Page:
Review – Avengers: Endgame will ruin you for any future comic book films

[***This review is ENTIRELY spoiler-free.***]

Reaching the climax of anything is always a bittersweet moment. The slow, steady build-up (in this case 11 years worth) constantly stroking the fire of your interest, keeping you on the edge of satisfaction. You’re perfectly happy with what is going on at the moment, all the while knowing that something bigger and more exciting is going to come soon. Once it finally comes, you’re able to release the immense (11 years worth of) tension that has been building in one big explosion. That’s exactly what Avengers: Endgame does to the committed fans who have stuck through all the phases Marvel’s cinematic universe has thrown to us, many with mixed results. After the euphoric ecstasy that the film brings, we are left with the sad thought: Will any Marvel film feel this good again?

It’s been a long journey from the first Iron Man to Avengers: Endgame, but it will easily prove worth every minute. First off, you have to applaud Marvel’s commitment to establishing a multifaceted universe before just slamming all the characters together for one major meet-up (*cough, cough* Justice League *cough, cough). Watching Endgame, I got the same chills that the first Avengers film gave me, but that Age of Ultron didn’t. Whether these Avengers films are an obvious cash-grab becomes a moot point when their quality is this high. Out of any of the previous Marvel films, Endgame is a love letter to the fans. Every cameo, every silly plot development, every note of sadness, and even every callback (many of which you’ve probably forgotten about) to previous films shows the attention to detail, not just for the MCU but also for the fans that have kept it running.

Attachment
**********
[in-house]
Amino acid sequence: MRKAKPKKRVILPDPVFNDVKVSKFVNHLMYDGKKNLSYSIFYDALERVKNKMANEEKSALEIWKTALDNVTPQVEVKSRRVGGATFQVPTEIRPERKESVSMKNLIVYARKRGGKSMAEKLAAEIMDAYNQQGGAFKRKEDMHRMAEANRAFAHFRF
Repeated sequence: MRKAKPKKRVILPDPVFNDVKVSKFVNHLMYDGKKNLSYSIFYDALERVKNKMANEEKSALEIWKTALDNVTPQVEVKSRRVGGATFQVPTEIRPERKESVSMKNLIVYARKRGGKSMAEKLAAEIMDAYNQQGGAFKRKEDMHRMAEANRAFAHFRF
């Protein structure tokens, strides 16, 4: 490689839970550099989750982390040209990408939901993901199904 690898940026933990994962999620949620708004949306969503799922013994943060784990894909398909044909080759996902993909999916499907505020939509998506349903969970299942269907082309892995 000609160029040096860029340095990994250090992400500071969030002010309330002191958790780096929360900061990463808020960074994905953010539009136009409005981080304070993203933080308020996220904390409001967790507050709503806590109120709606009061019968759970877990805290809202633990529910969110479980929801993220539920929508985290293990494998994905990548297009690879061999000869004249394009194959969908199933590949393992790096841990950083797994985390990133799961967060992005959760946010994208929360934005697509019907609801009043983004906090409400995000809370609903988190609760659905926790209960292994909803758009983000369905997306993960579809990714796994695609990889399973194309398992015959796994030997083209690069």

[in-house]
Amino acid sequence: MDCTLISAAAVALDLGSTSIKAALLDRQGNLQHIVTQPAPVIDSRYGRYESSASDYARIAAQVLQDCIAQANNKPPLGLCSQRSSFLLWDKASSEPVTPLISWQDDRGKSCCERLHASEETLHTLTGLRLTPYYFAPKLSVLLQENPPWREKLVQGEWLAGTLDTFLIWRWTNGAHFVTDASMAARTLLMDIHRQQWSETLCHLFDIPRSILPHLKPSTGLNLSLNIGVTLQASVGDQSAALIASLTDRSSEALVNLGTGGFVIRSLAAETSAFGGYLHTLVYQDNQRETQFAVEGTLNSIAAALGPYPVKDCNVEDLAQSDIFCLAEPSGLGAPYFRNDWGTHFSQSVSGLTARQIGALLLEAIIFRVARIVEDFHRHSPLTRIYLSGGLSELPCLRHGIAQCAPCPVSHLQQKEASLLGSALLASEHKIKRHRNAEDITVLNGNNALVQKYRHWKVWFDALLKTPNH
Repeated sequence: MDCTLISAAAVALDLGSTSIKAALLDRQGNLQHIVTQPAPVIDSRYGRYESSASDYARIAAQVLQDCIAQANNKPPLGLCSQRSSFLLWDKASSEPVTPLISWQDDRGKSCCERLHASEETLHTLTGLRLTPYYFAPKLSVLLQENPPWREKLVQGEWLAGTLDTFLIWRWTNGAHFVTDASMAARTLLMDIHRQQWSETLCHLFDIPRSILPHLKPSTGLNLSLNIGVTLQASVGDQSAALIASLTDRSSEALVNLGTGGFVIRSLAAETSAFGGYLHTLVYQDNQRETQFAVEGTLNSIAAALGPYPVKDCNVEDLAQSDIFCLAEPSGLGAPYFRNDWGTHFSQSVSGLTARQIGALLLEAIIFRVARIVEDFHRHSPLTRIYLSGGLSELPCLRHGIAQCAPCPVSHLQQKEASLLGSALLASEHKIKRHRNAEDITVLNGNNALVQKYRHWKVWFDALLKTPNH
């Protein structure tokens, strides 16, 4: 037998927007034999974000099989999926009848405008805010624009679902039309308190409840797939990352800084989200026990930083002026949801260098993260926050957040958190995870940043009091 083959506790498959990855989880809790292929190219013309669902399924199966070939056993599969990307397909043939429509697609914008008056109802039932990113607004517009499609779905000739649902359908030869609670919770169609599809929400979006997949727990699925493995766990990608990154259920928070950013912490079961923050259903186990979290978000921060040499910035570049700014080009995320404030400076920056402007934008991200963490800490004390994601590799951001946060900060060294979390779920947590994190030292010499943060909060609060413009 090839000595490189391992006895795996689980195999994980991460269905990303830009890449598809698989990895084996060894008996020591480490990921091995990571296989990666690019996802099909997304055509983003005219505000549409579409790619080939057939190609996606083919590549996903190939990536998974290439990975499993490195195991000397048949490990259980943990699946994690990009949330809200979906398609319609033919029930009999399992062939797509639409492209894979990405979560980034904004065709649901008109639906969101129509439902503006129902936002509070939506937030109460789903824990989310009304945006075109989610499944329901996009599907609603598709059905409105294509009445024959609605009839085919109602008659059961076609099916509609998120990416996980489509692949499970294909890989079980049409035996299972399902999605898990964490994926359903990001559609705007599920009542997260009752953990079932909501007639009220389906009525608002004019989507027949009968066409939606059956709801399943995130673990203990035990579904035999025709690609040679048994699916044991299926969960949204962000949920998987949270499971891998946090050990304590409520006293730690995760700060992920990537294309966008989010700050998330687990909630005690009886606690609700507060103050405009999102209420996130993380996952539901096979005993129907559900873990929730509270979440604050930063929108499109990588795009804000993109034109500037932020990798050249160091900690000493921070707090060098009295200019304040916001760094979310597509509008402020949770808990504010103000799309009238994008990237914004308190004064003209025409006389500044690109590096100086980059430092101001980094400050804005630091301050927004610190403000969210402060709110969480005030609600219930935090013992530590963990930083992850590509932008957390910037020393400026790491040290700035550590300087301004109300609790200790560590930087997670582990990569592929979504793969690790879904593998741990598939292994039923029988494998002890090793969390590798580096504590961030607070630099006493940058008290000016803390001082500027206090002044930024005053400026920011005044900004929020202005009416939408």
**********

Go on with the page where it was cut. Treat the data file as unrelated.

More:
The Russo Brothers have shown us the full potential of the comic genre by subverting it ever since they first joined the MCU with Captain America: The Winter Soldier. Up until that point, the Marvel films had a fairly predictable tone and narrative. The Winter Soldier proved that there are no limitations to a comic book film and that even they can be elevated. Since then, we’ve gotten gems like James Gunn’s Guardians of the Galaxy and Taika Waititi’s Thor: Ragnarok. All three game changers, but each for a different reason. If Endgame suffers from any flaws, it is because of the variety of different tones from each of the films. The Russo Brothers try their best to appease the tonal origins of each superior hero, but the lighthearted and humorous nature of one ends up undermining the emotional development of the other.

There will be moments in the film where an overwhelming feeling of sadness will take over. You’ll probably end up watching the climax of the film through misty eyes and a runny nose, so the things that are meant to be the emotional high and low points aren’t that affected by the uneven tone. What is affected are all of the small, somber scenes leading up to those big emotional gut punches, that get ruined because the scenes aren’t given time to breathe before someone throws in a funny one-liner. Luckily, the tone doesn’t affect the pacing in the slightest. At 3 hours, this film goes by pretty briskly. Unless you made the mistake of not peeing beforehand or buying a soda and popcorn, you won’t notice the runtime at all. There is a lot packed into this film and they make every minute count.